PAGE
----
So, I started off the morning doing the September Market Thoughts video. While prepping for that, I realized how much had actually happened in August, but how little of it got translated into public perception and the markets.
U.S. equity markets had a great month, and with the exception of emerging markets, so did equities around the world. The VIX, a volatility index known as the fear index, is at very low levels. All of this despite the ongoing concerns about Europe, China, and the U.S. fiscal cliff.
Now that we are all back to work and paying attention, it will be interesting to see whether the markets continue to advance. I have my doubts.
The big story over the weekend was Ben Bernanke’s speech at Jackson Hole. Remember I said in my last post that we would be talking about this? It made the weekend front pages in the Financial Times (FT) with “Bernanke signals Fed ready to act” and in the Wall Street Journal (WSJ) with “Fed Sets Stage for Stimulus.” The Federal Reserve clearly thinks the U.S. economy is still at risk and is prepared to do more to stimulate. The mechanism will probably be additional bond buying, pumping more money into the system. It hasn’t worked yet, so let’s do more—right? Right?
Even though I am skeptical of the means, I can’t argue with the underlying problem. Growth does continue, but it is slow and has a number of headwinds. The WSJ’s “Countdown to a Tax Hike” (p. B7) talks about how taxes are going up at the end of the year unless Congress does something constructive; note that this is already baked in the cake. The other major domestic ingredient driving the slow growth is the uncertainty around Federal spending. Conditions elsewhere in the world do not help either.
Europe continues to get worse in many ways, despite the perception that the problems are under control. Spain was forced to provide a €4.4 billion rescue to a large bank, as reported in the FT and WSJ over the weekend; Europe’s economy continued to decay, per “Europe’s Economy Woes Deepen” in the WSJ (p. A8); and even Brazil has slowed, as shown in the WSJ’s “Brazil’s Listless Growth Continues” (p. A10). More of the trends I talked about in “Cracks in the BRIC wall.”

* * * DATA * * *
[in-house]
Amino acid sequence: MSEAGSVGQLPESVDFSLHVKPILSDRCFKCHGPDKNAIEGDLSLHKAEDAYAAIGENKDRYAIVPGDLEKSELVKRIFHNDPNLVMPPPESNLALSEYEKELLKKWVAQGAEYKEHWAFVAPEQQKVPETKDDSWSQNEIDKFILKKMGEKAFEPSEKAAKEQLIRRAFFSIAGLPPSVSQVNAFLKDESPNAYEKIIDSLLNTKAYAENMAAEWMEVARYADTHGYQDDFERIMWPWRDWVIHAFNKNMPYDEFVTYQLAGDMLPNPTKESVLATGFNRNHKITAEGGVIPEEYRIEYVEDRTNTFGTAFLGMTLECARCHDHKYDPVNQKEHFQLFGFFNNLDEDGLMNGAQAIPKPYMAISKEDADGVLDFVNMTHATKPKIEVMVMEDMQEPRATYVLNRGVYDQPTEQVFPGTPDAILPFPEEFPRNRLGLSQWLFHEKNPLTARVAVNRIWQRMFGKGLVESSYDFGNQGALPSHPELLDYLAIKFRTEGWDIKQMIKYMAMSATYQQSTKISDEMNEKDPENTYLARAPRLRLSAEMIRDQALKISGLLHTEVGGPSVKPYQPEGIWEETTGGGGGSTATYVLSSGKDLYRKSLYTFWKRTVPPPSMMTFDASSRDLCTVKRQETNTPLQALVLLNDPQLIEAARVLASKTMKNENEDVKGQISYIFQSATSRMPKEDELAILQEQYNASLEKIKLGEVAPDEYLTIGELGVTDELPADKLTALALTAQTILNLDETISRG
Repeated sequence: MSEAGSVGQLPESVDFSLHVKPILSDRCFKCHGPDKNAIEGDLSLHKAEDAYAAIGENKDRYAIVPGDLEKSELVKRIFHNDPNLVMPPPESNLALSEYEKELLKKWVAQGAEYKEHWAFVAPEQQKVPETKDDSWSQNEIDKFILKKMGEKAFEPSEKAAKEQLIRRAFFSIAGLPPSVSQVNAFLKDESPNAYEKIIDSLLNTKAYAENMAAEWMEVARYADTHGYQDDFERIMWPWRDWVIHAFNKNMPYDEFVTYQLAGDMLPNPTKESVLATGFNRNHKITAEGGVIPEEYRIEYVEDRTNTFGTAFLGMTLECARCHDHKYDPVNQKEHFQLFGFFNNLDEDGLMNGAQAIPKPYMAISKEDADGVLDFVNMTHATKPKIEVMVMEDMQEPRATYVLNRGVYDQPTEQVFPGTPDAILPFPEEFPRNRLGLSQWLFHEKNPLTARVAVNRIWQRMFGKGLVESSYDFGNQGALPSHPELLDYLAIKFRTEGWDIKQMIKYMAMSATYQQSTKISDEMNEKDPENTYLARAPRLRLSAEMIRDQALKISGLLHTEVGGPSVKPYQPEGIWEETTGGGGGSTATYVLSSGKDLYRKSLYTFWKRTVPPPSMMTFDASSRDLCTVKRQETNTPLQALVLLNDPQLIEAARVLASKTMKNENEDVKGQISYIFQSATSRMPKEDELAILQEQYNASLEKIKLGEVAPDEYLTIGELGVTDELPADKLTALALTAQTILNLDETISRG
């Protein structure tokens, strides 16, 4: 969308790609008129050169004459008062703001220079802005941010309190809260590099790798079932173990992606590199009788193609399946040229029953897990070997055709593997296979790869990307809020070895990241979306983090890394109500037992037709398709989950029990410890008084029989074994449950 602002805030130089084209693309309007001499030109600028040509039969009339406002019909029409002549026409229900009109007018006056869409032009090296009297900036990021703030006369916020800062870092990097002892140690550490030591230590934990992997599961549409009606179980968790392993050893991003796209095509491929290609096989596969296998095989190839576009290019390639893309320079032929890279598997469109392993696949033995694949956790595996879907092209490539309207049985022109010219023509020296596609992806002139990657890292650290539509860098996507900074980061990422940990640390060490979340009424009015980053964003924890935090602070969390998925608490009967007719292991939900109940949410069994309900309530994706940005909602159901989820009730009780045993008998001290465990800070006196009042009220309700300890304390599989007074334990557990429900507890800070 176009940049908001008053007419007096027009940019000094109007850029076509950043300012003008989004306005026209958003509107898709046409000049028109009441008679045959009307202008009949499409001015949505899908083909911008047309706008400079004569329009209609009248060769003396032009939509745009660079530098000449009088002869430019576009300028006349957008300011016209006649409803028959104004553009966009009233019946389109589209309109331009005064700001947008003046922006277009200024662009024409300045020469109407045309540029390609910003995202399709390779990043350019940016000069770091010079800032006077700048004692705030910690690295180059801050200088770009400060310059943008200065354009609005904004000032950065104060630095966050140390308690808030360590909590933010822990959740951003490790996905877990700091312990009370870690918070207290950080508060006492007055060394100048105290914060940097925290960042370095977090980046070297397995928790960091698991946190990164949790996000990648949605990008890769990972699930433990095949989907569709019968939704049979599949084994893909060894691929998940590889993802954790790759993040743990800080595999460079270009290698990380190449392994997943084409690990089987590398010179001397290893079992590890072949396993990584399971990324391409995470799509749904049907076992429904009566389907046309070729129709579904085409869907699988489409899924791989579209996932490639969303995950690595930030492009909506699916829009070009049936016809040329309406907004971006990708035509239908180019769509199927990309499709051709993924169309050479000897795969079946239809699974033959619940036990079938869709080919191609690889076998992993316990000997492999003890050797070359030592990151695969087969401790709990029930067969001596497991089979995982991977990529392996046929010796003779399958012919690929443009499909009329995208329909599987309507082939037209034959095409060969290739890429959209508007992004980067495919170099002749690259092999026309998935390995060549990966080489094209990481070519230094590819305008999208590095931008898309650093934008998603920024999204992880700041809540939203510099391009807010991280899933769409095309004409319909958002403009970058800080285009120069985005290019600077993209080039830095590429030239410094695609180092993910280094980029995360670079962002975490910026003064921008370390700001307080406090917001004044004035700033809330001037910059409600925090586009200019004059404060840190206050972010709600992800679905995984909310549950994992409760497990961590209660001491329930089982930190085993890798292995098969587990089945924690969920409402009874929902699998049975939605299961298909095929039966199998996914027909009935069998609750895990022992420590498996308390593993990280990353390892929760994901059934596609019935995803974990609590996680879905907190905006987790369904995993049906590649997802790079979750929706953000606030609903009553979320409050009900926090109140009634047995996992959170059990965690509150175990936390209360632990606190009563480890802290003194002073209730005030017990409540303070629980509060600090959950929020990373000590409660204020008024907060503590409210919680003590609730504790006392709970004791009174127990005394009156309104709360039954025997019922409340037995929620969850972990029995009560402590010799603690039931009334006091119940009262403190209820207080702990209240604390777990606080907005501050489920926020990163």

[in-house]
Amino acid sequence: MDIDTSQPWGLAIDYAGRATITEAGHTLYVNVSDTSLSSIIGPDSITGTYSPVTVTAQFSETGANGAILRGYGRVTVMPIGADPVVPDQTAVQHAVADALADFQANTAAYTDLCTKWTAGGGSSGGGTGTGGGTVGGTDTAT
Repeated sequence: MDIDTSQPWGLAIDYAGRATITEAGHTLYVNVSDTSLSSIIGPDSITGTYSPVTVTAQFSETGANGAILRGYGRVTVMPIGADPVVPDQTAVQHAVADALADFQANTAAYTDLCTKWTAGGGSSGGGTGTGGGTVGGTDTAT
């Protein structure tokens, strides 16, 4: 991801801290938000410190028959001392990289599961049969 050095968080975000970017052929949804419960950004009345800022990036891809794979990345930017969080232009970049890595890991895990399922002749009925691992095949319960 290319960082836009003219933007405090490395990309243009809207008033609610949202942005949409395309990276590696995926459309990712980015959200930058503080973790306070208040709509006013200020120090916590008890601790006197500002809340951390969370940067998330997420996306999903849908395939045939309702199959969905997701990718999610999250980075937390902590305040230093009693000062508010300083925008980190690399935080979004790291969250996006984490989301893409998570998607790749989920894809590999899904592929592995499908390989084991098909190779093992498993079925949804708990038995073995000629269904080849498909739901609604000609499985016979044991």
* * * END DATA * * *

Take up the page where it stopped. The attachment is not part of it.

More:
In keeping with the back-to-work theme, Tuesday’s papers had even more bad news. The New York Times (NYT) led with “Fears Rising, Spaniards Pull Their Cash and Get Out of Spain”; hard to think of a harsher headline than that. The WSJ had “Manufacturing Downturn Spreads Gloom Across Asia, Europe” (p. A10) and the FT had two articles, “Loan rates highlight cracks in Eurozone” (p. 1) and “Convergence in reverse” (p. 8). The first FT article talks about how borrowers in the peripheral European economies are now paying significantly more than in core economies, and the second article extends the condition to other areas of finance. The single market, a key accomplishment of and justification for the euro’s existence, is fragmenting. If that goes away, so does much of the reason for the euro itself. The fact that a major financial newspaper is running this story as a special feature tells us that the process is well advanced and that the euro may already have eroded more than is generally appreciated. This is a scary article in the medium term.
Politicians are also back at work, as the Tuesday papers lead with stories about the Democratic national convention: “Obama insists he can fix US economy as he prepares to lay out his vision” in the FT, “Obama to press case for four more years” in the WSJ, and “Spirit of ’08 Gone, Democrats Reunite Against GOP Threat.” Not much analysis here, as nothing has happened yet, but we will be hitting this again. One point worth mentioning is that the focus on the economy is broadly defined. Even more than before, it really is the economy, stupid.
- Bad: “Crops in India Wilt in a Weak Monsoon Season” in the NYT (p. B1)—crop problems are not limited to the U.S. and the food crisis is not going away—more cracks in the BRIC wall.
- Good: “Project Bids to Harness the Energy of Waves” in the NYT (p. A19)—we have talked about this before—one more brick to build the wall.
- Not sure: “Are Entitlements Corrupting Us?” in the weekend WSJ (p. C1)—what does it say about the changing terms of debate in American society that the question is even asked in a national publication? Question for readers: what do you think? Are entitlements corrupting us?
Short weeks are busy weeks, so I’m on to the next project. I hope everyone had as great a weekend as I did.